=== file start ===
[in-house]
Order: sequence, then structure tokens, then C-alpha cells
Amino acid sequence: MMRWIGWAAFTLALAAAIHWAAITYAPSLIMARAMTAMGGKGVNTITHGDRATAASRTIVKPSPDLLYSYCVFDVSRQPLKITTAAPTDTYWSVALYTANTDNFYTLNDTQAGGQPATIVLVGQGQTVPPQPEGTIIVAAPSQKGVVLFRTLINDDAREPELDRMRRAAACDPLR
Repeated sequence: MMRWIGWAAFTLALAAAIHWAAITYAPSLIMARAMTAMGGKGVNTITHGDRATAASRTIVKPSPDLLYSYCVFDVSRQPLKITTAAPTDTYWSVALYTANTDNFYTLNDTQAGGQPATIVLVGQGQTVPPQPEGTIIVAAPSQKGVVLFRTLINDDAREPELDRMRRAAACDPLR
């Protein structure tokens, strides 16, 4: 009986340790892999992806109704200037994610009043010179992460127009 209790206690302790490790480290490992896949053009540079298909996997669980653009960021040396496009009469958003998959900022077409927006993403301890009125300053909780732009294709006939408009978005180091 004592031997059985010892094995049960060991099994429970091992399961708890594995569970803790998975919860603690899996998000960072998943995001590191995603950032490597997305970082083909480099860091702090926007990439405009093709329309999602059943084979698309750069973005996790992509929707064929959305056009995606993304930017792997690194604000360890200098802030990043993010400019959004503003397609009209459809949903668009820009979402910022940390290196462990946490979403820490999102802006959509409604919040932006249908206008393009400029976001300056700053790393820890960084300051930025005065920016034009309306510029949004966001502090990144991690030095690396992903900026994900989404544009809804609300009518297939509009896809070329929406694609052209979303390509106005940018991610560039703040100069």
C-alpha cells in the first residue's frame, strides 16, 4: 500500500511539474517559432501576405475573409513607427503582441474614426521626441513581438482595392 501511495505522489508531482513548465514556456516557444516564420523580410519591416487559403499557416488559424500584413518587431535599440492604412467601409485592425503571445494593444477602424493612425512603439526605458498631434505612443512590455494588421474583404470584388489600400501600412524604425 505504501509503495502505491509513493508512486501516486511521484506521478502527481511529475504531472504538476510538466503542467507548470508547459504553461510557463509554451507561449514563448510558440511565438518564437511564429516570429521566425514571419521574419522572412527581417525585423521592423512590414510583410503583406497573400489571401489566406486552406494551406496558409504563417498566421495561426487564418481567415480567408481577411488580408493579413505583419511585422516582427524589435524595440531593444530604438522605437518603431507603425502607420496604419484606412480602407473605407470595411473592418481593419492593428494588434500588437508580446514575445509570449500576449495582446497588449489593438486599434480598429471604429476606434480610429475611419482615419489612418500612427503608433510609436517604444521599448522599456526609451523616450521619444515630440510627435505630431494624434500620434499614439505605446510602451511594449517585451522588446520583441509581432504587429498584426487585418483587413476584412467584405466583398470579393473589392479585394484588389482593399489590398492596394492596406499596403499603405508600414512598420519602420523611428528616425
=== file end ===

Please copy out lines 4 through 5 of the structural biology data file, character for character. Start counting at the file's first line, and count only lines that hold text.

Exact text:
Repeated sequence: MMRWIGWAAFTLALAAAIHWAAITYAPSLIMARAMTAMGGKGVNTITHGDRATAASRTIVKPSPDLLYSYCVFDVSRQPLKITTAAPTDTYWSVALYTANTDNFYTLNDTQAGGQPATIVLVGQGQTVPPQPEGTIIVAAPSQKGVVLFRTLINDDAREPELDRMRRAAACDPLR
């Protein structure tokens, strides 16, 4: 009986340790892999992806109704200037994610009043010179992460127009 209790206690302790490790480290490992896949053009540079298909996997669980653009960021040396496009009469958003998959900022077409927006993403301890009125300053909780732009294709006939408009978005180091 004592031997059985010892094995049960060991099994429970091992399961708890594995569970803790998975919860603690899996998000960072998943995001590191995603950032490597997305970082083909480099860091702090926007990439405009093709329309999602059943084979698309750069973005996790992509929707064929959305056009995606993304930017792997690194604000360890200098802030990043993010400019959004503003397609009209459809949903668009820009979402910022940390290196462990946490979403820490999102802006959509409604919040932006249908206008393009400029976001300056700053790393820890960084300051930025005065920016034009309306510029949004966001502090990144991690030095690396992903900026994900989404544009809804609300009518297939509009896809070329929406694609052209979303390509106005940018991610560039703040100069």